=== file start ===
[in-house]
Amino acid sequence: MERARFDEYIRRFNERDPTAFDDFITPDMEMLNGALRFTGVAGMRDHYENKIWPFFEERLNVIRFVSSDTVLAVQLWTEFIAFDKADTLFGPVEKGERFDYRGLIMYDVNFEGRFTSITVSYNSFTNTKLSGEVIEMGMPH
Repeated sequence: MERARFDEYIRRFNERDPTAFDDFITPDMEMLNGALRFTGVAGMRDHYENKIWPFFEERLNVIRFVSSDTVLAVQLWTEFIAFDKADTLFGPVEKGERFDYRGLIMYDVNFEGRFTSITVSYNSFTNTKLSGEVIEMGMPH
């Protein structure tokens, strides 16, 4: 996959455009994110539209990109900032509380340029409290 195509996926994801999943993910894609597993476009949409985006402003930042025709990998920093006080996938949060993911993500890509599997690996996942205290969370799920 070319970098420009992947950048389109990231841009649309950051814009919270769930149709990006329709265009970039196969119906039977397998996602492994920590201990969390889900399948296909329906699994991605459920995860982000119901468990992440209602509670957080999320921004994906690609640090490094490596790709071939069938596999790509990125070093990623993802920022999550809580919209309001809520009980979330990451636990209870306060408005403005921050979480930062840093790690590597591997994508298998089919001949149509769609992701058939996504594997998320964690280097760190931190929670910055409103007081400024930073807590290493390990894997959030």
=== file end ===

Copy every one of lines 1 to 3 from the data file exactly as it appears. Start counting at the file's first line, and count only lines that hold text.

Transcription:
[in-house]
Amino acid sequence: MERARFDEYIRRFNERDPTAFDDFITPDMEMLNGALRFTGVAGMRDHYENKIWPFFEERLNVIRFVSSDTVLAVQLWTEFIAFDKADTLFGPVEKGERFDYRGLIMYDVNFEGRFTSITVSYNSFTNTKLSGEVIEMGMPH
Repeated sequence: MERARFDEYIRRFNERDPTAFDDFITPDMEMLNGALRFTGVAGMRDHYENKIWPFFEERLNVIRFVSSDTVLAVQLWTEFIAFDKADTLFGPVEKGERFDYRGLIMYDVNFEGRFTSITVSYNSFTNTKLSGEVIEMGMPH